Phase Three: Design

Using the map we’ve drawn up as a guide, we set about designing the actual on-screen look and feel of the site. At this point in the process, it’s vital that the client and designer work very closely together, since the impression created by the site is vital when reaching out to and attracting the target audience. Several prototypes will be drawn up, each modified gradually according to the clients wishes.

Phase Four: Development

Having arrived at a prototype which suits the needs of the clients, the next process of web design is to turn that prototype into an actual website. This is the most technically demanding part of the process, requiring that first the home page and then the rest of the site are built via coding and programming. It’s at this point that items such as a shopping cart or any flash or video input will be created. Development is the phase at which the two elements of good web design come together. The first being the dedication to understanding the needs of, and working in close collaboration with, the business concerned, the second element taking the form of the technical skill and technological know-how required to transform this learning into a smoothly functioning and completely representative online presence.

Throughout this phase of the process, input and comment from the client will be sought on a regular basis, and fed back into the work.

Phase Five: Delivery and Testing

Once the site has been developed to the approval of both the web design company and the client, then it is ready to be launched in a real world environment. Once the site is up and running its’ vital that a rigorous testing regimen is set in place. The functionality, code validation and optimization of the site have to be fully examined, and any last minute flaws or faults ironed out. It’s also vital, however, that ongoing testing is maintained, particularly in regard to the usability of the site. The input from representative end users who have no knowledge of the way in which the site was built is often invaluable.

Premium Web Design

At Vsourz we pride ourselves on providing the very best web design in London. That’s because we have a keen understanding of both how vital your online presence is to your business, and how a truly effective website is created through a particular blend. The elements which we blend together in perfect measure include old fashioned sentiments such as customer service and friendliness, and a commitment to utilising the latest in cutting edge technology to get your message across in the most high impact manner possible. It’s all about competition, and if your competitors have just started using a particular web feature, then rest assured it’s one which we were recommending a couple of months ago. No matter the size of your business, or the exact nature of the service you want us to provide, we’ll get to know you on an in depth level, meaning that, for the duration of the process, we are an actual part of your business, not just some outside agency. The result will be an online presence which captures the ethos of your business and drives custom as an advertising medium, commercial tool and delivery system.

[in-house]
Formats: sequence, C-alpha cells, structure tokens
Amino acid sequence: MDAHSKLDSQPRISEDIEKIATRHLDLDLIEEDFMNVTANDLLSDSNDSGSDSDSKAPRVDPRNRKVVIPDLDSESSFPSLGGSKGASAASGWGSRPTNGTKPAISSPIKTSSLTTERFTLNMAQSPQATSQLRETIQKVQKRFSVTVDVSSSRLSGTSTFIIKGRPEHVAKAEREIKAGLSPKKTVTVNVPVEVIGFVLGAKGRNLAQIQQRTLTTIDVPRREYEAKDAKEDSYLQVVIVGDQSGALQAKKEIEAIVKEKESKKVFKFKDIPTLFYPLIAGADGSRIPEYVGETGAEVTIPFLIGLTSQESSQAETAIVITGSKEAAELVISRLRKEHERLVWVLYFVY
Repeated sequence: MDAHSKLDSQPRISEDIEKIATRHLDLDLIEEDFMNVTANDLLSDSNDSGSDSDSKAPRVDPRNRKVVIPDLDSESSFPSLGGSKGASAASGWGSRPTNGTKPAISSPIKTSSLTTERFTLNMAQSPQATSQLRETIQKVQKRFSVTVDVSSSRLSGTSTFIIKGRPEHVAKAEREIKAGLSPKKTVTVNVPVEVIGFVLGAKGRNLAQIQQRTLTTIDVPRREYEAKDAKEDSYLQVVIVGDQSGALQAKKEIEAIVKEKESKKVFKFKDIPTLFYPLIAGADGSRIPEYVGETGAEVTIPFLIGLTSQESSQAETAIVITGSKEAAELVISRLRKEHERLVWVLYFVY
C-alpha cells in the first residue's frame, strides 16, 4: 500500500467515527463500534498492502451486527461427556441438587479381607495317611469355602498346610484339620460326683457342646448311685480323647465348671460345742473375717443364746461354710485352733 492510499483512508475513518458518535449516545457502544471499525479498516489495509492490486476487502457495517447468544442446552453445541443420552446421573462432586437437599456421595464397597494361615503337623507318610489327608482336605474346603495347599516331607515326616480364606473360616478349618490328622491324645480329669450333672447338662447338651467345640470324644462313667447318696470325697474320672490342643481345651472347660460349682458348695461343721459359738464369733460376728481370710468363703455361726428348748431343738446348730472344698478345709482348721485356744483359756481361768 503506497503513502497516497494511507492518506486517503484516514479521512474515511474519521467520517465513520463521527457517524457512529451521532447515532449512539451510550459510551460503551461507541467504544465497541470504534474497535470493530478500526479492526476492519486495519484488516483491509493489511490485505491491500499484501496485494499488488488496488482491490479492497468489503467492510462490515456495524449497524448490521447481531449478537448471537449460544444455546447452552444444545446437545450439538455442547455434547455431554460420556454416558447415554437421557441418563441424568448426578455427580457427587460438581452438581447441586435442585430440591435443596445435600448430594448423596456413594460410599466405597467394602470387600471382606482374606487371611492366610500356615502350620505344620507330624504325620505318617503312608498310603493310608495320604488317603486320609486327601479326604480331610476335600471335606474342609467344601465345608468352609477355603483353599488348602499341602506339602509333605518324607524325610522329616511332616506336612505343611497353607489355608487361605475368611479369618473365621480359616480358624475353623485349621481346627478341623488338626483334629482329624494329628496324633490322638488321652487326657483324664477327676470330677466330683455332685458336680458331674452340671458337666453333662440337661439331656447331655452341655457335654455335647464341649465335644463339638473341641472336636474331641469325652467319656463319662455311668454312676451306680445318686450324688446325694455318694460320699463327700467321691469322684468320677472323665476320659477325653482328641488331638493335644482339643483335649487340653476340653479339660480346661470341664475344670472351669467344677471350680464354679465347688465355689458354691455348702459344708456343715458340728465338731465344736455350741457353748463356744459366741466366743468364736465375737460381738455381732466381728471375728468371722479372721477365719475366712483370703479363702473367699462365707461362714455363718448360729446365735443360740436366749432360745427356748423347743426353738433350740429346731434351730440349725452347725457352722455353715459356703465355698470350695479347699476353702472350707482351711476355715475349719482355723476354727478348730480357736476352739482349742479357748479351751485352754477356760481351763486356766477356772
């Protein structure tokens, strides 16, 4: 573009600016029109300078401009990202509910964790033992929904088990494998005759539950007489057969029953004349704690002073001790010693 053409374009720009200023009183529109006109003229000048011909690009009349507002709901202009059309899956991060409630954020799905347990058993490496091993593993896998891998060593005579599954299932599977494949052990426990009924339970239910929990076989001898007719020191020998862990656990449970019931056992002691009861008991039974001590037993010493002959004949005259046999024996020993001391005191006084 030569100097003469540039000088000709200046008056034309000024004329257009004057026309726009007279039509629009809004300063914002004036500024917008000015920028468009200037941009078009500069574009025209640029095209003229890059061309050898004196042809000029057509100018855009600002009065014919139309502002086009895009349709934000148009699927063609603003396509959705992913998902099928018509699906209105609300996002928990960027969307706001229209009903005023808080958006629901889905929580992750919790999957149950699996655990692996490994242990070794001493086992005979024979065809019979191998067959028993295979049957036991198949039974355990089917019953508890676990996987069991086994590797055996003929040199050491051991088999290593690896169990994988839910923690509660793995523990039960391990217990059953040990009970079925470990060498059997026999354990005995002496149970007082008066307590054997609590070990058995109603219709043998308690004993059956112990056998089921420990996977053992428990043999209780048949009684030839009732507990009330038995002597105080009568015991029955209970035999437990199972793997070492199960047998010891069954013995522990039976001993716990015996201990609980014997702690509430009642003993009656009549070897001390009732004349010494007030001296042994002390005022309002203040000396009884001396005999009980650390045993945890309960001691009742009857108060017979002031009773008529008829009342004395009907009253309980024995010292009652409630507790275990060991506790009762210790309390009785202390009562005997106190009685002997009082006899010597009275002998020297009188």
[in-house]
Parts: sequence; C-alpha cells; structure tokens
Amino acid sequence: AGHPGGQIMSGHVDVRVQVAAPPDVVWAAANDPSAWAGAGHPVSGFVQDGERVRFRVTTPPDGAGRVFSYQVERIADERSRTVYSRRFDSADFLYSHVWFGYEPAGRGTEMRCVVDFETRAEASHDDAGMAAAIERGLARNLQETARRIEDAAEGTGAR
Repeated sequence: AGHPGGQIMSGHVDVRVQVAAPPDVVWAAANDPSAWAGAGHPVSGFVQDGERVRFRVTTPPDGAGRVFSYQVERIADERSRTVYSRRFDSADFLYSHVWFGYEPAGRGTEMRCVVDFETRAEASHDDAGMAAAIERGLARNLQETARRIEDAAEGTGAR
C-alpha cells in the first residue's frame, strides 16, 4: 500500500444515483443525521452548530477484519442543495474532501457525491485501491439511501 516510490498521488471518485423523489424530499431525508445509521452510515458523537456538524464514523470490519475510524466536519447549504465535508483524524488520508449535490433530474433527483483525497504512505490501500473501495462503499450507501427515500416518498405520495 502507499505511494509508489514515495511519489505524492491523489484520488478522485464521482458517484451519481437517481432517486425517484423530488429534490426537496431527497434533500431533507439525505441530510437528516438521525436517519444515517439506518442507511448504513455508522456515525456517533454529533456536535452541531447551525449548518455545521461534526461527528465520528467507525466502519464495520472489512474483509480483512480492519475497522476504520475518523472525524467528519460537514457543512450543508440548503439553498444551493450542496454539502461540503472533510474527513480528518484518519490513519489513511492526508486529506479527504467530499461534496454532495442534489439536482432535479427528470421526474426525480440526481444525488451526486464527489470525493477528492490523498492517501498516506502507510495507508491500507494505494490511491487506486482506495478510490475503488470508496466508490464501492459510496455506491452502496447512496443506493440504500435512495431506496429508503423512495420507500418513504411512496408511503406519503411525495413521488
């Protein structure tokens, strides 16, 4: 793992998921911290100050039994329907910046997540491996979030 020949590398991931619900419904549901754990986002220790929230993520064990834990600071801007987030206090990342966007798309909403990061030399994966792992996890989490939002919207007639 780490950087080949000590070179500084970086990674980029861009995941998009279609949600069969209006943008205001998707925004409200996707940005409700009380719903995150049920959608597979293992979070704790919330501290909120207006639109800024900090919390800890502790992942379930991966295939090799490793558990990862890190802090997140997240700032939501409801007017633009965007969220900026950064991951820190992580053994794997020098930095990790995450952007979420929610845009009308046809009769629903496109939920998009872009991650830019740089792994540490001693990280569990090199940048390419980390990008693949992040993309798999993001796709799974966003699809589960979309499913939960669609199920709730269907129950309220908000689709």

Web Designs we’ve developed:

We provide a bespoke service for all of our clients, tailoring our solutions to their requirements. Amongst the sites we’re proud to have worked on are the following:

Signature Car Hire – A prestige car hire site built to provide dream cars to discerning customers. Built around slick usability and upmarket visual appeal.

Foodado – An artisan food site put together to create the look and feel of a small bespoke delicatessen. Combines hi tech delivery with a hand crafted ethos.

Hispek – A site selling electronic goods at highly competitive prices. Built so that the budget offering and ease of use are to the fore – prices are highlighted and the purchasing process simplified and made as quick as possible.

Simplecanvas – Site which turns digital photographs into bespoke canvas prints. Built to make the design of your canvas as simple as possible, meaning that no computing experience is necessary. Functionality is the key to this sites success.

Important Web Design Factors

Designing and building an effective website is only part of the battle. The best website in the world will be worth nothing if it doesn’t attract sufficient traffic. Search Engine Optimisation is all about ensuring that traffic is driven to your site, and good web design is about keeping that traffic and turning visits into commerce. Factors which will build robust SEO include the following:

Load Speeds – Make sure your site is streamlined and free from excess multimedia material. Faster loading time is all the more important when handheld and mobile devices are borne in mind.

Unique Content – Create original content and update it on a regular basis. Updated content keeps your site fresh and relevant

Cross Browser Compatibility – Make sure that your site works across a range of different browsers. If it’s not accessible to people then, by definition, they can’t visit it.

Keyword – Take care and time over your choice of keyword phrase, but don’t over use it to the point where it impedes readability. Try to come up with a phrase which is popular, but not so popular that a million other sites have had the same idea.

Professional Design – A site which looks professional will pull traffic towards it, and encourage repeat visits.

Site Navigation – People want a site which is easy to get around, and where it’s simple to find what they want. The ease of navigation you provide will ensure that this is the case.

Links – Try to get links from reputable sites with good reputations. The value the site embodies will reflect on your own site. The more external links your site has, the more popular Google will see it as being.